Petone - Relay Room

A selection of photos taken in the relay room of Petone Box. The photos were taken between 2007 and 2012.

I am not an expert on relays so any information on the various types of relays shown here would be appreciated.



The following are some of the companies who provided equipment at Petone:

  • Westinghouse Mckenzie Holland (Naenae)
  • Mckenzie and Holland (NZ) Ltd
  • Siemans and General Electric Railway Signal Company Ltd London.
  • General Railway Signal Co Ltd London
  • Westinghouse Brake and Signal Co London
  • ?? Telecommunications Ltd.
  • Electromagnetic ?? Ltd (EMR).


Relay room

The relay room is on the ground floor, entered by the blue end door. The panel is on the first floor.


Entrance to the relay room is via a work area, with a bench on the left.

Equipment rack

Racks supporting the various relays. The distribution frame is on the back wall.

Relays on rack

Each position on the shelf is labelled with the relay designation. The designation indicates the relay function. For example, 67RGPR is 67 red signal repeating relay and 66RLR is 66 signal reverse lock relay.

Cable hole

Wires to the panel on the first floor.

Photo to be taken.

The distribution frame.

Cable entry

The cable entry, with the distribution frame above.

Relay label

Relay 49903 was tested by Mr (or was it Miss?) M.R. a few weeks after the end of the Second World War.


Remnant (not operational) of a once extensive phone network at Petone.

Plug in relay

A way of using plug in relays in older installations.


A 60 second timer. Some of the timers have inspection stickers dating from the 1940s.

Another timer

Another 60 second timer. Inside the case are what look like Post Office relays.

Two coil relay

A neutral relay used as a track circuit repeater repeater.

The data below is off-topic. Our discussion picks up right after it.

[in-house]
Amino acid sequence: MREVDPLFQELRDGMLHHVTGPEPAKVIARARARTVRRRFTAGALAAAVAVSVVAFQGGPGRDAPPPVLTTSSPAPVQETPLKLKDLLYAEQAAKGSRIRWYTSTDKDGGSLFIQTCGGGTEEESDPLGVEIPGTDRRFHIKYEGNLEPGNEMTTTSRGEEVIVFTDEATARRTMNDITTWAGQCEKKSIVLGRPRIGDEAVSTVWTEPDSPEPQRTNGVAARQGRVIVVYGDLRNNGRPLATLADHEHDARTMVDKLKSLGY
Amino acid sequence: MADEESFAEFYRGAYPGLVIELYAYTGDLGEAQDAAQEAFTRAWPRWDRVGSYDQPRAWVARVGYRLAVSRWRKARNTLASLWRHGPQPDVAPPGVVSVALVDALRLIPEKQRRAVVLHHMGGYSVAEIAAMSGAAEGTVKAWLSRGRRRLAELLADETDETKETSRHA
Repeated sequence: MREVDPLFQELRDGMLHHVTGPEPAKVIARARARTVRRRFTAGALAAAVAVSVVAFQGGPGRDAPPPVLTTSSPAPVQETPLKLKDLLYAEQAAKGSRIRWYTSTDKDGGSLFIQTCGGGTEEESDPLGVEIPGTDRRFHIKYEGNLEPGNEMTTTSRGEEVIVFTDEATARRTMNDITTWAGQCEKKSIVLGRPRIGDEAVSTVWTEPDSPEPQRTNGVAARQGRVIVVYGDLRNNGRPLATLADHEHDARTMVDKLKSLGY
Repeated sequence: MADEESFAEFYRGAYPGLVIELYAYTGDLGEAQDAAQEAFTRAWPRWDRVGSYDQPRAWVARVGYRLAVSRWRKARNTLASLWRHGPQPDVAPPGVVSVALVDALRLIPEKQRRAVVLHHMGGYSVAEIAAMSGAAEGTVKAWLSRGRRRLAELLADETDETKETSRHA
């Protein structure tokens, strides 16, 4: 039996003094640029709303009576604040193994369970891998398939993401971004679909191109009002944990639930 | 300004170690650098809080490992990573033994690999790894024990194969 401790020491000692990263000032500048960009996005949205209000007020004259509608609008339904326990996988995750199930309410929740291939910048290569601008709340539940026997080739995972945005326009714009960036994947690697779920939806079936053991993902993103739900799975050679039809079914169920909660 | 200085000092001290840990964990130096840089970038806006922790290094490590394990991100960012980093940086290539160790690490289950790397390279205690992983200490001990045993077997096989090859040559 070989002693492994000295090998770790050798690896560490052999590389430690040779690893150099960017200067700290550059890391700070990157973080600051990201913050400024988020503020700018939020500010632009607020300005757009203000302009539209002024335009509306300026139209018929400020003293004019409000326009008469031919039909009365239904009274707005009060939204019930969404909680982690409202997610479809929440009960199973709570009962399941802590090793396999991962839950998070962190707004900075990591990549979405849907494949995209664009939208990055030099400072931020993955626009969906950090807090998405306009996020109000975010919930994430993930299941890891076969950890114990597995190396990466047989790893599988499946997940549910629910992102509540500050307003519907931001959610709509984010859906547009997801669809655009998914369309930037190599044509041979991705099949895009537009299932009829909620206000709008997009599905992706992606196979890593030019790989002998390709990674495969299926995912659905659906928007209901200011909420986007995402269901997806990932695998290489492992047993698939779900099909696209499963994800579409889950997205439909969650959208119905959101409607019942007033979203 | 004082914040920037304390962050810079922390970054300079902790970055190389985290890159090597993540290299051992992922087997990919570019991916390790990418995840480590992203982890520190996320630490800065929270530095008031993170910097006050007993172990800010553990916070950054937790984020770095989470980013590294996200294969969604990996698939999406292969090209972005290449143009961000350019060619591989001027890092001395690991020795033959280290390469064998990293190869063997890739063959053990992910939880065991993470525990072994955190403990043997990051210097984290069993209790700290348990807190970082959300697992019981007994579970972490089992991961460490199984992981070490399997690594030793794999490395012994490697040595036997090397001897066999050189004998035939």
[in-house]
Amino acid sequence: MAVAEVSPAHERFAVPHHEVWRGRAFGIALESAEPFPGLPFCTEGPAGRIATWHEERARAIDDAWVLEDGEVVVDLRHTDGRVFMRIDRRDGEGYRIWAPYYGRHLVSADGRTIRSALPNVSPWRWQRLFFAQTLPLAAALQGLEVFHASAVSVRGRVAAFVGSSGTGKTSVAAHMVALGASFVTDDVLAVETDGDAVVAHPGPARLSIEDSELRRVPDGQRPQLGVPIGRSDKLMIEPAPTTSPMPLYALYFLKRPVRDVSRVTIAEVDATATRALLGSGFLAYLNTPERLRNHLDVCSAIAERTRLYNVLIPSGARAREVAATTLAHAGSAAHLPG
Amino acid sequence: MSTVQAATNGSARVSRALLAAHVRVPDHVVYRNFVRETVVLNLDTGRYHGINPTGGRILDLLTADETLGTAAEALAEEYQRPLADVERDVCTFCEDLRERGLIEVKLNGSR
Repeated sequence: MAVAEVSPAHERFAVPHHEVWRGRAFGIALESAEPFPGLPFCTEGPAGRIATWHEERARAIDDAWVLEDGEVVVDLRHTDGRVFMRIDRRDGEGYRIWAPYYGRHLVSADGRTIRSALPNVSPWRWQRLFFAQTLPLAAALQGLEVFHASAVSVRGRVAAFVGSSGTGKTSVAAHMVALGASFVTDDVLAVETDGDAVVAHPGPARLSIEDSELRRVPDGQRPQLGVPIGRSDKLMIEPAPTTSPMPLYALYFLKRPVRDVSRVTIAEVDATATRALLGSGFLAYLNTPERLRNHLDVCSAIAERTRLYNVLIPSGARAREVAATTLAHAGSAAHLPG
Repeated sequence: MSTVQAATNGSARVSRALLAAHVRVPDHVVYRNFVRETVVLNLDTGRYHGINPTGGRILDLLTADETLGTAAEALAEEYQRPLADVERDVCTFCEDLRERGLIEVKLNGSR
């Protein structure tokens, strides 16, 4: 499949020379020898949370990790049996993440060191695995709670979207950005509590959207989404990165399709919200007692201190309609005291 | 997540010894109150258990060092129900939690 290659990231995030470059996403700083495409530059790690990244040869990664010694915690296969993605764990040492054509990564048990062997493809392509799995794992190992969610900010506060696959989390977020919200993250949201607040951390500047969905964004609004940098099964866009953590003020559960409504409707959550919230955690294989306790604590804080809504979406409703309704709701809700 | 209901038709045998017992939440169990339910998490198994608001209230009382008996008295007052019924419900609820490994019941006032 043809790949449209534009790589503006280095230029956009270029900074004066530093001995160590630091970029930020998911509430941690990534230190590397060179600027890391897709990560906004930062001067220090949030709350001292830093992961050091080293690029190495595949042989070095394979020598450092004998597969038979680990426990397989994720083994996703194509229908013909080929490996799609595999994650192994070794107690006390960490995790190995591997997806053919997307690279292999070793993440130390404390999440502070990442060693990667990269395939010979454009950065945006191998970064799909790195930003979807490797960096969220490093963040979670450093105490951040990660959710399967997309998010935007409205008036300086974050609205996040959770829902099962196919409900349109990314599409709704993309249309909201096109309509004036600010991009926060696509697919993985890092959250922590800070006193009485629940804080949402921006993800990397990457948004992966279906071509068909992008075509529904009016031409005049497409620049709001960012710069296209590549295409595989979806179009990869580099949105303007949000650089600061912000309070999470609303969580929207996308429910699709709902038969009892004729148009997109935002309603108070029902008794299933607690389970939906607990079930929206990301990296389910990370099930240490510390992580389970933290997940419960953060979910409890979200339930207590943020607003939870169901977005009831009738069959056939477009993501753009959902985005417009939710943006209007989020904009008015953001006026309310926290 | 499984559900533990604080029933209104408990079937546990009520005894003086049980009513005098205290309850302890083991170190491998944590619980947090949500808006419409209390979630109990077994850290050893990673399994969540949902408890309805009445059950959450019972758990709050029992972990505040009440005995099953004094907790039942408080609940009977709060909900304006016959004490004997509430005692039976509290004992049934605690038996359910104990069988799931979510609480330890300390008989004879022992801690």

Two coil relay

A neutral relay manufactured by the General Railway Signal Company, London.

Strange relay

A latching relay operated by a lever on the panel. Known as a "monkey on a stick" relay. Two vertical bars, connected to the Normal and Reverse coils respectively, move vertically. There are latches at the bottom. Used as a lock relay for points and signals.

Latching relay

The Normal coil of a "monkey on a stick" relay is latched (left). This relay is used in a signal circuit so the Reverse coil (right) does not have a latch, allowing the reverse relay to drop immediately the lever is put back to Stop. The Normal coil economiser contacts are bottom left.

Monkey replacement

A frame with two plugin relays functions as a Normal/Reverse lock relay, replacing a "monkey".

Track relay

A two-position two-element vane track relay. The relay is Up so the track is not occupied.

Two element vane relay.

A three-position two-element vane relay used in a points indicating circuit. This relay was tested on 1/1/1948. I wonder if they really did work on New Year's Day? Another relay of this type at Petone was made in April 1938.


A close up view of a three-position double-element points indicating relay. The points are Normal. Relay serial number 6026 was manufactured on 6/4/38. How many cards in a computer based interlocking will still be in use 74 years after installation?


A 10 micro Farad, 1500V capacitor.

Track feed transformer

A track feed tranformer out of use.

Newer style relays

Newer style plug in relays. The are used to provide functions added since the interlocking was installed - for example switch in/out and control of the Branch after the signalling was removed.


On the right a 110V AC to 12V DC rectifier. On the left an unknown device.

Last Updated: Tue Nov 6 08:12:50 NZDT 2012

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